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5 AF Airmen killed in 1943 plane crash honored in Australia
Maj. Gen. Jay Raymond, center, Fifth Air Force Vice Commander, poses for a picture, Mackay, Australia, June 3, 2012, along with various Royal Australian Air Force leaders and civilian members of the Bakers Creek Memorial committee. The group is standing in front of a monument in honor of the 40 Fifth Air Force members who died in a plane crash there in 1943 during World War II. This year marked the 20th anniversary of the dedication of the monument. (Courtesy photo)
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5 AF Airmen killed in 1943 plane crash honored in Australia

Posted 6/5/2012   Updated 6/6/2012 Email story   Print story

    


by Capt. Will Powell
5th Air Force Public Affairs


6/5/2012 - YOKOTA AIR BASE, Japan -- Maj. Gen. Jay Raymond, Fifth Air Force Vice Commander, attended a memorial ceremony June 3 in Northeastern Australia honoring 40 Airmen who died in a plane crash there 69 years ago during World War II.

The men who died were members of Fifth Air Force en route to New Guinea from Mackay in a B-17C after a short reprieve from the war. The Flying Fortress bomber had been specially modified to ferry troops back and forth between the two locations. The exact cause of the crash has never been determined, and it remains Australia's deadliest plane crash ever.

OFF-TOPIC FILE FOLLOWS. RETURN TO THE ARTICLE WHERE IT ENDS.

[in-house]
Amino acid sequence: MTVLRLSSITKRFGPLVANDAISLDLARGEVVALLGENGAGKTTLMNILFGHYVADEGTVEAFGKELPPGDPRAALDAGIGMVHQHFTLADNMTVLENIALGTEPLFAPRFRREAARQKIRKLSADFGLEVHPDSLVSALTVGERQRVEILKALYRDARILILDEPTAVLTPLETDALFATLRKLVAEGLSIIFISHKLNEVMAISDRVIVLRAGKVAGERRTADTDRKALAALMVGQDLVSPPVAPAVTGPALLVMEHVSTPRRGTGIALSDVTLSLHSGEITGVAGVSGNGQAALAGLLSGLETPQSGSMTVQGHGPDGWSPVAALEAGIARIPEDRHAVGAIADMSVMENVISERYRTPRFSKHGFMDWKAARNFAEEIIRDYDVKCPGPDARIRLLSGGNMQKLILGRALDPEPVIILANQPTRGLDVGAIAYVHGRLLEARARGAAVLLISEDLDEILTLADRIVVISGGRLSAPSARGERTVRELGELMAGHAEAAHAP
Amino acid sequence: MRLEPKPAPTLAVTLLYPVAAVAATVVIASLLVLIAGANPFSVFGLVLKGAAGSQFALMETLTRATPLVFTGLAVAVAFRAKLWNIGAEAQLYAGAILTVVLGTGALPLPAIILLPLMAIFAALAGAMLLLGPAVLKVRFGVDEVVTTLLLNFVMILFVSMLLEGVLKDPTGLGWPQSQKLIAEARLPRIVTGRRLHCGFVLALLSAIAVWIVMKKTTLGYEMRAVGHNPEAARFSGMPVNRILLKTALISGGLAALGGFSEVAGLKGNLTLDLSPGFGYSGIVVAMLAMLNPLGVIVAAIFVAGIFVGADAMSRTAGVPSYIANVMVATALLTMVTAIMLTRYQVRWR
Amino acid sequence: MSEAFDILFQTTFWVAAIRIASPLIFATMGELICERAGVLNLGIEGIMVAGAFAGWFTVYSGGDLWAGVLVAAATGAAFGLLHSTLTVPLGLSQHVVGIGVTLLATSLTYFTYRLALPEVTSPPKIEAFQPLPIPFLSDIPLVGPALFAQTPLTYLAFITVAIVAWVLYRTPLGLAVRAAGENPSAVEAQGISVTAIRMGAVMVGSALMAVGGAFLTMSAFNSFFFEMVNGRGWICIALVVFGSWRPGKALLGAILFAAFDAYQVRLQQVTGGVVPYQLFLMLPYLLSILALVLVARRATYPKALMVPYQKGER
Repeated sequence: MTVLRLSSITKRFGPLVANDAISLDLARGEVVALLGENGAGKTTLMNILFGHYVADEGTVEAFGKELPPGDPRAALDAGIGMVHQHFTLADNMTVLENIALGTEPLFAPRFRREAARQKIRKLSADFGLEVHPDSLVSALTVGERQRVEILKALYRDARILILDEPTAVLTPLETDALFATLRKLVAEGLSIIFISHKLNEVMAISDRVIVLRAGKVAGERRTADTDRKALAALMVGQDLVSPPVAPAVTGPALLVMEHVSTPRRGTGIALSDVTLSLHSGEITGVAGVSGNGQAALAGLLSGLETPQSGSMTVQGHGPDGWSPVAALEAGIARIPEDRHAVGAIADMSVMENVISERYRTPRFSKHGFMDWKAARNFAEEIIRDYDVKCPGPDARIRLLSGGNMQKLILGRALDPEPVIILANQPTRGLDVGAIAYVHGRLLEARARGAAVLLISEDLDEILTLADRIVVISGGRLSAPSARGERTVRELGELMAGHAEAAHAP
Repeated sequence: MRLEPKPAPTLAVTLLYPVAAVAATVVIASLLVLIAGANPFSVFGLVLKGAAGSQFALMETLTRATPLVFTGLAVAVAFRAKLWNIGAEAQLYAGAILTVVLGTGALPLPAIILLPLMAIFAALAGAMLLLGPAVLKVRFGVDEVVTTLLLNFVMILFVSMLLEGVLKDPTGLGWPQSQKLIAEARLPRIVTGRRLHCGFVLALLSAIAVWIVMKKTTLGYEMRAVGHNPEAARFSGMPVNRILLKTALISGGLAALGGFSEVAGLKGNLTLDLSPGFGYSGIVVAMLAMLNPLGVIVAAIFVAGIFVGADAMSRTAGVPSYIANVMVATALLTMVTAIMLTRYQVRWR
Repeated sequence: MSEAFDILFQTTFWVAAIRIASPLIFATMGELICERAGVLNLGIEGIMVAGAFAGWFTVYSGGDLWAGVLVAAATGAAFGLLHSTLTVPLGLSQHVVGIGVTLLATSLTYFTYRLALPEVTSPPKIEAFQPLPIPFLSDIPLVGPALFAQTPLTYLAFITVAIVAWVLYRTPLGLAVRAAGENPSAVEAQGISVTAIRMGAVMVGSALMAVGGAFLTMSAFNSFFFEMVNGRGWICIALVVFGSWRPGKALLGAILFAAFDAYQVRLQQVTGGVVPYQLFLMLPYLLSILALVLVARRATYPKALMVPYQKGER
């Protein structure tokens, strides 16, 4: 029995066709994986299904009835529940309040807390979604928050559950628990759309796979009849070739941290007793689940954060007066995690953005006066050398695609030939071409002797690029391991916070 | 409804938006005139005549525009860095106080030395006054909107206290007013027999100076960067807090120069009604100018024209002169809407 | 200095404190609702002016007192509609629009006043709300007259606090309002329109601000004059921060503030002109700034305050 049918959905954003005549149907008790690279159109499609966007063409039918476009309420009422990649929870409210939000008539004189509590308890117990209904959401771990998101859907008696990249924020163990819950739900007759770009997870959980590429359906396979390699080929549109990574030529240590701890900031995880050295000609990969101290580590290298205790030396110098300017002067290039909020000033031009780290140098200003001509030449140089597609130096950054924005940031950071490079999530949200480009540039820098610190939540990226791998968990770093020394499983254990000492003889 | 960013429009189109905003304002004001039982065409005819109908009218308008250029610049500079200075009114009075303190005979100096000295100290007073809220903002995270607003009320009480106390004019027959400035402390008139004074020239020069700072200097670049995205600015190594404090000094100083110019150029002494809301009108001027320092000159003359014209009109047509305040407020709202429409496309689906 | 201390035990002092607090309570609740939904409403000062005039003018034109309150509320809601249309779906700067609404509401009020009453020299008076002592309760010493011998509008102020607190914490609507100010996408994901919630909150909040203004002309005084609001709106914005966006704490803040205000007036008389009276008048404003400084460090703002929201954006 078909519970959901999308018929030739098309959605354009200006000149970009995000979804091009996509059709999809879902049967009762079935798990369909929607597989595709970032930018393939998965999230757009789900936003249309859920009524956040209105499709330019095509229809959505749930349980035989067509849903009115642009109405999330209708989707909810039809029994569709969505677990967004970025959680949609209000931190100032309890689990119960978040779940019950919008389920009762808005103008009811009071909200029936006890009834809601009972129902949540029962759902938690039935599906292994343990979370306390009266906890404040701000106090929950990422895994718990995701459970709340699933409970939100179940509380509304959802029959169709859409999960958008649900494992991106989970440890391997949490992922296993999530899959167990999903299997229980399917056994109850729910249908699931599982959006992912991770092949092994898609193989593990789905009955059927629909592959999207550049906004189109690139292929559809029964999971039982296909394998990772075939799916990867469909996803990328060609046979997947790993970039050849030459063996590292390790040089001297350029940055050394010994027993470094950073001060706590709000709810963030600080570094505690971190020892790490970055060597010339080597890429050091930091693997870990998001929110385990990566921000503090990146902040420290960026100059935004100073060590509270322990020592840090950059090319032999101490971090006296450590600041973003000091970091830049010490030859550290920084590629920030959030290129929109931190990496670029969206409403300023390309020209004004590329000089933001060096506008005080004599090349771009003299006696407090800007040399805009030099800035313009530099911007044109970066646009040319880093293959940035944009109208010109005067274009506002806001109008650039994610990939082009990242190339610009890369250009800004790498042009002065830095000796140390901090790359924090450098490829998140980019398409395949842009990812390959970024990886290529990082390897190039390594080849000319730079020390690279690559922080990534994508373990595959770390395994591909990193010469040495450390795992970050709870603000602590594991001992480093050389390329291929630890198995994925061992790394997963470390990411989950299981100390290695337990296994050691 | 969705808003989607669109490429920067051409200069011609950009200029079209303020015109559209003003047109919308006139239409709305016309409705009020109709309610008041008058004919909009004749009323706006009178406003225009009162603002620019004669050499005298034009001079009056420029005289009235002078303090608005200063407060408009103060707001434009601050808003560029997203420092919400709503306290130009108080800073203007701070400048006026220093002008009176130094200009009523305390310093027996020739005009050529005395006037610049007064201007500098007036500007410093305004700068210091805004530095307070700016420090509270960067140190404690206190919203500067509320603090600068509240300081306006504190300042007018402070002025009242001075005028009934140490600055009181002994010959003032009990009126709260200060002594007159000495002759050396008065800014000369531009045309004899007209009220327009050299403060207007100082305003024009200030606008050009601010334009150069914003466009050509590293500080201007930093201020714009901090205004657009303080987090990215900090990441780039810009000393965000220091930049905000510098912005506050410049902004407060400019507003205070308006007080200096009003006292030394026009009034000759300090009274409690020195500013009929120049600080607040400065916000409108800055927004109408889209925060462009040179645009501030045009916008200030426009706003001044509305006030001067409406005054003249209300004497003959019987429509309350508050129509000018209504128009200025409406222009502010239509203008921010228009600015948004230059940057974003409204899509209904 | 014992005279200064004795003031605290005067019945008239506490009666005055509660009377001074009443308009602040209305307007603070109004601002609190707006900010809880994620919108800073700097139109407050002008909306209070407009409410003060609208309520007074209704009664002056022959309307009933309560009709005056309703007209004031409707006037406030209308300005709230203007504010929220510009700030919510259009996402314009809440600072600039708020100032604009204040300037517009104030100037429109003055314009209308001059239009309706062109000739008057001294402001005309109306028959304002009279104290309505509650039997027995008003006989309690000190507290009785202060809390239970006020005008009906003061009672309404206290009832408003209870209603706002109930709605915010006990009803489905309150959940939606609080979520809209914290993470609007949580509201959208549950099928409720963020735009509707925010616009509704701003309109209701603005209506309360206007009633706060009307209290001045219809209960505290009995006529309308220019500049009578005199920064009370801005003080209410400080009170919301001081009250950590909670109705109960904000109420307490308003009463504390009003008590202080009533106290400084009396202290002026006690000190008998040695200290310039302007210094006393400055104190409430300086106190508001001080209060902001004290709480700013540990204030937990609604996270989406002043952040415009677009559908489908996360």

This year marked the 20th anniversary of the dedication of the monument in Mackay. Raymond said the monument stands as a reminder of darker days, when "freedom was being extinguished across the globe and young men and women from the United States, Australia, Great Britain, New Zealand, and others answered their countries' call."

The general said the 40 young men who died in the crash were a small sample of the 12 million Americans and more than 990,000 Australians who put on their nation's uniform and took on the responsibility that entails.

"These Airmen answered the call and they made the ultimate sacrifice," he said. "We'll never know what they might have become. They did not live to enjoy the fruits of victory, but they, and millions like them, paved the way for a more peaceful world."

He said their efforts during the war made it possible for former enemies to become friends, partners, and allies. Today Japan, Australia and the United States enjoy one of the strongest relationships in the world, and that partnership continues to strengthen as a result of trilateral exercises and disaster response operations.

"Who would have thought that possible in 1943?" he said. "That's the legacy of the 40 names on the monument and all those who served during the war."



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